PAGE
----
Jamie Sohtz is a writer, student, photographer, and homemaker. She currently lives in Tennessee with her family and pets. You can contact Jamie and learn about her experiences at: firstname.lastname@example.org.
Being a young caregiver is not an easy task. Nothing can really prepare you for the news that a loved one has Parkinson’s. And you might just have a short amount of time to decide if you are going to help or not. And sometimes there are those who you expect to help, but don’t. In most cases, you just help. With Parkinson’s, your body is taken control of, and there are additional elements in your life that you lose control of. One thing as a caregiver is to know that you alone, are in control of making your loved one with Parkinson’s as comfortable as possible.
He had little patience, and it got worse as his disease progressed. HIS disease. He owned it, it was all his, it robbed him, it became him.
Dad told me he had Parkinson’s when I was 16 and showed me how his hand had a slight tremor. I really didn’t know or understood what Parkinson’s was. I just knew from helping my mom in nursing homes, that Parkinson’s didn’t end well. I feared the end result. And for years after, I feared losing him. At the time of the news, I was so focused on my own little dramas, school, and boyfriends. What I didn’t realize was that Dad would be ready for my help right after the birth of my first daughter, 5 years later. I shopped for him. Sometimes he would want to come in and shop, holding his arm so he wouldn’t fall. As time progressed, he would try the electronic shopping cart, and sometimes I’d push him in his wheelchair, stacking grocery items in the basket. Sometimes he would wait in the car, instead of me helping him get in and out of the car, while balancing a car seat for the baby. He grew more impatient as he saw me juggle the baby and him.
I noticed his hands shaking even more. At one point, he was taking 20 pills a day. His walking slowed, and by the time my daughter was of speaking age, Dad would freeze when walking. He would get to a gate, or a puddle, and psychologically could not get past it. I remember my daughter saying, “Look Mommy, Papa’s feet are stuck”. His frozen moments turned into him falling. A 6 foot 2, 215 lb man falling like a tree, making sure I caught him. Catching him got harder to do through the years. More big decisions had to be made, and with it, more of his dignity robbed. His reaction time had drastically slowed, which meant, no more driving, so we had to sell his car. Dad never rode in an ambulette unless it was an emergency. So I had to make sure I allotted enough time to pick him up, walk at his pace to get him in the car, pack up the wheelchair he was now using, and make sure the baby was in safe. There were many decisions that we needed to make in order to make his life more comfortable. He couldn’t live alone in his apartment he had for years, his landlord couldn’t risk another fall. Dad didn’t want an aide, so I convinced him assisted living would be the safest for his living. I truly felt they were important decisions. I was his voice, but at many times, had to voice what I thought he needed. We had many talks, with much rationalization. At times I felt like a liar, as I tried to convince him of ways that would make his life more comfortable. I saw the pain in his eyes, the embarrassment of giving up one more thing. But I had to keep a straight business like face. I had to let him know it would be alright.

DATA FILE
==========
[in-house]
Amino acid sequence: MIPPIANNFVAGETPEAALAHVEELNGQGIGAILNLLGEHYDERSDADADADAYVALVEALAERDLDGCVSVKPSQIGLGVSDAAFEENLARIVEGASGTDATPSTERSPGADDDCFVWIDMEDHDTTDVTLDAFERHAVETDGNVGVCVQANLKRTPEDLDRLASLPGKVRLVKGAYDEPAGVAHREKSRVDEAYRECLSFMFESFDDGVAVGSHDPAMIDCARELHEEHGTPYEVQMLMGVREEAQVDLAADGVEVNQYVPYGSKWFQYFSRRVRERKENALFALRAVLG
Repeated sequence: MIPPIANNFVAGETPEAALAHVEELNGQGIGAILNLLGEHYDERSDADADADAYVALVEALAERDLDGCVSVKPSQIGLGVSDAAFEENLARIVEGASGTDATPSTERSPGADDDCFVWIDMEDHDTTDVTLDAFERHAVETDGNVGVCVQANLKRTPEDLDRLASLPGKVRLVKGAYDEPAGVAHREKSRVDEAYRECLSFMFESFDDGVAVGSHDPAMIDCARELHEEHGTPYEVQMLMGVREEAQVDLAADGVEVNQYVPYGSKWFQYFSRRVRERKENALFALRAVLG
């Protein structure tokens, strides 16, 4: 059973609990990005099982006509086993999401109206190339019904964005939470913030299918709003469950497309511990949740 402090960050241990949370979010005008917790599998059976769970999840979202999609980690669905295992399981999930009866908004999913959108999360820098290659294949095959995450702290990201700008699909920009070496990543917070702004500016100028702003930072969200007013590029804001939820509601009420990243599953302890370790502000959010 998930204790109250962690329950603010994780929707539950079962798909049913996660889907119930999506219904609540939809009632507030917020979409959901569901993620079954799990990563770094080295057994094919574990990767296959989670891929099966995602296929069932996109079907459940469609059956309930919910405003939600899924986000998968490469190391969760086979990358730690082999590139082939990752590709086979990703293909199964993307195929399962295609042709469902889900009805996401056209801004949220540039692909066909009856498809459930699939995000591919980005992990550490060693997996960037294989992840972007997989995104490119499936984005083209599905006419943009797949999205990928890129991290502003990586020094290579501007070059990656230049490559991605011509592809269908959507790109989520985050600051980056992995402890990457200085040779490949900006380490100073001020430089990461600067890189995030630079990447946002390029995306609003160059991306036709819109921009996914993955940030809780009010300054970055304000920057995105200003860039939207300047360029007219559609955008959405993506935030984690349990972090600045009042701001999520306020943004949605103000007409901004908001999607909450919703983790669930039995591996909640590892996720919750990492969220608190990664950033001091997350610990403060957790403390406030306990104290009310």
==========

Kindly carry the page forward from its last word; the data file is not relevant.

Years passed, and after much deliberation, Dad decided to get the DBS surgery. This entailed many trips to the city (which was about 2 hours away) for doctor appointments, follow up appointments. Packing up his wheelchair in the car, or on the train, holding onto his arm, while holding onto my little girl. With the surgery, doctors placed probes inside the brain, connecting wires down his neck to electrodes planted in the chest area to stimulate/control activity. The remote could